Last updated on January 17th, 2018
#25. The majority of its population resides along the coastal region.
#26. There are 141 males for every 100 females in the country.
#27. There are more than one million non nationals living in the country, citing better trade and job opportunities. The majority of this population migrated to the coastal region after the discovery of oil. As of 2016, its total population consisted of 69% immigrants.
#28. There are no railways in Kuwait.
#29. Kuwait is the only GCC country besides Bahrain to have a local Christian population who hold citizenship.
#30. In the modern time, the influence of Islam can be clearly seen in the lifestyle and houses of the Kuwaitis.
#31. Direct contact between women and strange men is avoided at all times and the homes are also built in such as way that privacy of the inhabitants is preserved at all times.
#32. Homes in Kuwait are generally clustered to serve the need for space for the extended family. More rooms are built as the need to accommodate more family members arises.
#33. In April 2006, women voted for the first time in Kuwait after the country abandoned its ban on women’s suffrage (the right to vote in political elections.)
#34. Kuwait has 10% of all the oil reserves in the world. The sale of oil to other countries is responsible for almost half of Kuwait’s income.
#35. Because of difficult climatic conditions in the country, farming is not possible. Instead, Kuwait buys food from other countries and catches fish on its own.
#36. Kuwait is also a signing member of the Nuclear Test Ban Treaty, which prohibits the testing of nuclear weapons and substances in the region.
#37. Despite the fact that Kuwait had seen difficulties due to war with Iraq; the country has a high standard of living.
#38. Kuwait is also one of the founding members of the Organisation of Petrol Exporting Countries (OPEC). This organization was set up to protect the interest of the large countries taking advantage of Kuwait. In the Gulf War, many of the oil refinery facilities in Kuwait were destroyed.
Facts about Kuwait’s water resources, agriculture, cultivable land area, forests, educational institutions and more…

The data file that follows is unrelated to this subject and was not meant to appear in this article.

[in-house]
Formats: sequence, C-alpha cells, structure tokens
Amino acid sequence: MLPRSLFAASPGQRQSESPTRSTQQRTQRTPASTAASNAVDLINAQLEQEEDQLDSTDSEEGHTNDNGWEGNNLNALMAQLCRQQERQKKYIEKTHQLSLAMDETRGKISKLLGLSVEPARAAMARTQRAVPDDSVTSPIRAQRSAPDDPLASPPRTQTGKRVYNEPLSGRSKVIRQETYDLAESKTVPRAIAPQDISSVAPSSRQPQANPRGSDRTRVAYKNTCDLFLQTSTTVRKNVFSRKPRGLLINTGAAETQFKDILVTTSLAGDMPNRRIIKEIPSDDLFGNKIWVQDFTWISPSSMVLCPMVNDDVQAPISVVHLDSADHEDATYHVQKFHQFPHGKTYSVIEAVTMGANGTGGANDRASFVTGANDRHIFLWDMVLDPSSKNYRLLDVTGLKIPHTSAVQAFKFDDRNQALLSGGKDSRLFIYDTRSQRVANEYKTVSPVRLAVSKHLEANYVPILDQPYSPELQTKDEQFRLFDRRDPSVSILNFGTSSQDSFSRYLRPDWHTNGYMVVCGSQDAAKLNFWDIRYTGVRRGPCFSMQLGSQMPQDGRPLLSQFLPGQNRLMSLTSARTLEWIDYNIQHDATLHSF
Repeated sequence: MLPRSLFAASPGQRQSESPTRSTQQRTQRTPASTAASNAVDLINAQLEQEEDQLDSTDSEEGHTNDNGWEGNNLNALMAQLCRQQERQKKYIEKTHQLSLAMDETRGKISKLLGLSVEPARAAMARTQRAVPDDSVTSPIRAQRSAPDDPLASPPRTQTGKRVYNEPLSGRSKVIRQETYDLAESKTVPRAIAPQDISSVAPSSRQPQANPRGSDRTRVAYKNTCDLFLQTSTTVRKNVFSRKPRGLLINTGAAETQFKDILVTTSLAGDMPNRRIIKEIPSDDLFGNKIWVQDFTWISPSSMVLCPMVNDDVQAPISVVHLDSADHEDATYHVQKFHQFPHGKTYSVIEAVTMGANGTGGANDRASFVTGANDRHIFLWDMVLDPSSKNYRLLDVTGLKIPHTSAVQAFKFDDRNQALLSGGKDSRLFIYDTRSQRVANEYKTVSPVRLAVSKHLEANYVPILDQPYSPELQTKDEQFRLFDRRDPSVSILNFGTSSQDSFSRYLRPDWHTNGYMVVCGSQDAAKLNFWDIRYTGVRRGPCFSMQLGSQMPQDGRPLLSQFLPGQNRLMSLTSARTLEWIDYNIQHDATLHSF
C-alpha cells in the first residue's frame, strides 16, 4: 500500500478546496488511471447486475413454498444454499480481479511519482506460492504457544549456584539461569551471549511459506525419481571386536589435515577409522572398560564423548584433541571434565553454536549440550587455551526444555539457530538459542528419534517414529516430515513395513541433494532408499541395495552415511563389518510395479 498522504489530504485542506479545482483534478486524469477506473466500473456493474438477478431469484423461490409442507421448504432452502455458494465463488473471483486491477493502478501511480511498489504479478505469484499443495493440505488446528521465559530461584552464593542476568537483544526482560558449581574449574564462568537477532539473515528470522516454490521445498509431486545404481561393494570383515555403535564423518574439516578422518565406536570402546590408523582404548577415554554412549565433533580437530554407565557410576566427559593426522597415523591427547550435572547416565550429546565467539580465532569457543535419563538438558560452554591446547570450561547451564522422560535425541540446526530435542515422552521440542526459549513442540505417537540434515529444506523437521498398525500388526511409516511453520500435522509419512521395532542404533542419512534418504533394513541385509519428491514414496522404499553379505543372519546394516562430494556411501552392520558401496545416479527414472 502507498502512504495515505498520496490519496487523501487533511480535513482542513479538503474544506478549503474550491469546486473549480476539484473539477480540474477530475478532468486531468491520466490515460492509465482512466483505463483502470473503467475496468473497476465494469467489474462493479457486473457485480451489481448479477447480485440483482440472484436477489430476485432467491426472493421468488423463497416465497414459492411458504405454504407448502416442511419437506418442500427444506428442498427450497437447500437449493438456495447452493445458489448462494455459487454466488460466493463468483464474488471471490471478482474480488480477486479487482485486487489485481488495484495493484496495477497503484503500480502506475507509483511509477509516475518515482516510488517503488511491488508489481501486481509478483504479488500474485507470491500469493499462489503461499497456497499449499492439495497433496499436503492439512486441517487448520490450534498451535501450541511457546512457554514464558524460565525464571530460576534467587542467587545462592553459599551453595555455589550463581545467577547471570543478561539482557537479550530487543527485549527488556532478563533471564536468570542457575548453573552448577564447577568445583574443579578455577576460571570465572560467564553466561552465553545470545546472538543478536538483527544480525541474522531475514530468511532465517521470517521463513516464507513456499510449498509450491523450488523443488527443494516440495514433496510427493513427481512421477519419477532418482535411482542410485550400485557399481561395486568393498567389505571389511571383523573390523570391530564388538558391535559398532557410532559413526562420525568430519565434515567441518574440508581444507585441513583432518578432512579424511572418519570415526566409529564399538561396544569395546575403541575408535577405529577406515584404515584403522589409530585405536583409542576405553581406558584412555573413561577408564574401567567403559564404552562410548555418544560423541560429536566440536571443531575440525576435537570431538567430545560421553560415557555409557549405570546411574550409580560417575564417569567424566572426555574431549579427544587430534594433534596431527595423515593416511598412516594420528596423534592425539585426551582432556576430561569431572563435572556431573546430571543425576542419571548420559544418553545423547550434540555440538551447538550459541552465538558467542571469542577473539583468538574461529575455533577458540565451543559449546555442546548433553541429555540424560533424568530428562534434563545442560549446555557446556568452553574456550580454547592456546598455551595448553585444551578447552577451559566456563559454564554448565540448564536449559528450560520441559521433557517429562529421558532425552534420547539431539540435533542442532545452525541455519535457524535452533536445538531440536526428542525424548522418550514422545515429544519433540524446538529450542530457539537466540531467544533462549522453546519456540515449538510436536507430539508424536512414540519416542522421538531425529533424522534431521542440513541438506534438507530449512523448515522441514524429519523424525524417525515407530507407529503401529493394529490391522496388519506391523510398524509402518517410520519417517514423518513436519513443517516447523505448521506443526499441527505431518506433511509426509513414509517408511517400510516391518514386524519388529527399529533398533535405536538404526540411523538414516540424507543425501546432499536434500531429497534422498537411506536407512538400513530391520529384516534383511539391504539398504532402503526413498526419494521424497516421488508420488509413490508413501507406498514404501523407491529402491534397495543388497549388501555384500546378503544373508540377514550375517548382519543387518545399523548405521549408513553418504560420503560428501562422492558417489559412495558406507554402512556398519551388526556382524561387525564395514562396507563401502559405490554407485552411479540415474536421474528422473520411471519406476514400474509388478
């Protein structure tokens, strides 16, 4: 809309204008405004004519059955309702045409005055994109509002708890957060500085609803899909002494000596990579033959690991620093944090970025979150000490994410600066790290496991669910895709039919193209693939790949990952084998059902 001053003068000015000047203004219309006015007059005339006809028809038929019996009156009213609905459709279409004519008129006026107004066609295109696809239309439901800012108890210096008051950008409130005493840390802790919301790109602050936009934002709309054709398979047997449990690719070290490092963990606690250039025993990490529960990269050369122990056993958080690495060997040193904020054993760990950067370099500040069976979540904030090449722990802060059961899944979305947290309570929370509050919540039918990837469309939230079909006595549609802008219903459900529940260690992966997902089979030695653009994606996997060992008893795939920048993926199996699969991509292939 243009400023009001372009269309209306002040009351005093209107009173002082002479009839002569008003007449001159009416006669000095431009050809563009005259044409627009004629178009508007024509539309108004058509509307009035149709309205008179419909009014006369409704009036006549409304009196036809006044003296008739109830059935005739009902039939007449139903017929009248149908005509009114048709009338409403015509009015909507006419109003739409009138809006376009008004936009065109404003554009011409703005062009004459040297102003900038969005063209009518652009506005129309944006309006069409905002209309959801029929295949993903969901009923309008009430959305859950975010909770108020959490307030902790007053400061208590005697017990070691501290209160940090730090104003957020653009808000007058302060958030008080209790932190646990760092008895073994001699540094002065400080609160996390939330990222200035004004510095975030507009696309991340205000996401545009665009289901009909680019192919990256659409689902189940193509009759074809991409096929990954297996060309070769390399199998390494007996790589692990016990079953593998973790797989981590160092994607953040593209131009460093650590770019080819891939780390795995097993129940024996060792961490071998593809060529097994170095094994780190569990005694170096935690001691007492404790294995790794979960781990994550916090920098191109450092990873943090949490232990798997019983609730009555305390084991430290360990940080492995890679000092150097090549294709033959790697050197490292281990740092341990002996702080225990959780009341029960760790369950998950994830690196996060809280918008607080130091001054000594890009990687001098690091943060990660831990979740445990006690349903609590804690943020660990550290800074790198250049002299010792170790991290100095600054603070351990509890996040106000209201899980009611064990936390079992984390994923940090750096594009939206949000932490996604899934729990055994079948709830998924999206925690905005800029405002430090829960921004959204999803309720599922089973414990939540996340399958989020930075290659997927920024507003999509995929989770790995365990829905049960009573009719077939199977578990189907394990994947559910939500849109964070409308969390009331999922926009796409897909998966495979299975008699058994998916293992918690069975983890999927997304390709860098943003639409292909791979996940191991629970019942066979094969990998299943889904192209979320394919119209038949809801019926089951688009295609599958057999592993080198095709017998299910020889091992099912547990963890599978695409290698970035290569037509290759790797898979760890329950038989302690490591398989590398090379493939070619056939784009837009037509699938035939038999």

#39. Kuwait is devoid of permanent rivers and lakes, which means that it has no fresh-water sources above the ground. It uses wells and performs desalination of sea water for drinking and other purposes. However, Kuwait has plenty of oil, as well as some of the largest and most advanced desalination plants in the world to produce water for its consumption.
#40. Only 1% of the total available land area is utilized for growing crops. The government actively supports agriculture and provides loans and other aids to help people to pursue farming in the region.
#41. There are no natural forests in Kuwait. However, there are billions of barrels of oil available to the country in its underground reserves.
#42. Sadu is a traditional form of Kuwaiti handicraft weaving. Cloth is generally created in the colors of red and black.
#43. Kuwait University (opened in 1966) is the country’s only university.
#44. 90% of the more-than 150,000 volumes in The National Library of Kuwait are in the Arabic language.
#45. Meals are served family-style and generally follow a strict order, with guests being served first, followed by the oldest family member, continuing down to the youngest person.
#46. There are no territories or colonies in Kuwait.
#47. The Constitution of Kuwait was promulgated in 1962.
#48. Kuwait also appears on the list of the world’s top-ten ‘fattest’ countries. They give preference to a rich diet and do not involve in exercising much.
#49. Kuwait is one of the most urbanized countries in the world as the majority of the population of the country lives in Kuwait City, which is also the capital of Kuwait. Kuwait’s legal system is largely secular.
#50. Kuwaiti men wear a traditional dress called Dishdasha which is white in the summer month and made from wool in dark colors during the winter.
#51. The metric system has been adopted as the country’s legal standard of weights and measures.
#53. Surprisingly, Kuwaitis are a minority in their own country. A law passed in 1981 limited the right of citizenship of Kuwait to only Muslims.
Kuwait – country at a glance
|Independence||19 June 1961 (from the UK)|
|Capital City||Kuwait City|
|Largest City||Kuwait City|
|Total area||17,818 sq km|
|Population||2,832,776 (July 2016 est.)|
|Government type||constitutional monarchy|
|Prime Minister||Jaber Mubarak al-Sabah|
|National symbol||golden falcon|
|National colors||green, white, red, black|
|Borders||Saudi Arabia, Iraq and Iran|
|Currency||Kuwaiti dinar (KWD)|
|Life expectancy||78 years (2016 est.)|
Life expectancy at birth indicates the number of years a newborn infant would live if prevailing patterns of mortality at the time of its birth were to stay the same throughout its life.
|Literacy rate||96.3% (age 15 and over can read and write)|
|Terrain||flat to slightly undulating desert plain|
|Climate||dry desert; intensely hot summers; short, cool winters|
|Natural resources||petroleum, fish, shrimp, natural gas|
|Birth rate||19.6 births/1,000 population (2016 est.)|
|Death rate||2.2 deaths/1,000 population (2016 est.)|
|Sex ratio||1.41 male(s)/female (2016 est.)|
|Industries||petroleum, petrochemicals, cement, shipbuilding and repair, water desalination, food processing, construction materials|
|Imports||$28.32 billion (2016 est.)|
food, construction materials, vehicles and parts, clothing
|Exports||$43.84 billion (2016 est.)|
oil and refined products, fertilizers
|GDP - per capita (PPP)||$71,300 (2016 est.)|
|Time Zone||AST / KSA (UTC+3)|
|Internet country code||.kw|
|Drives on the||Right|
|Date sources||CIA, Wikipedia|
|Table last updated||June 11, 2017|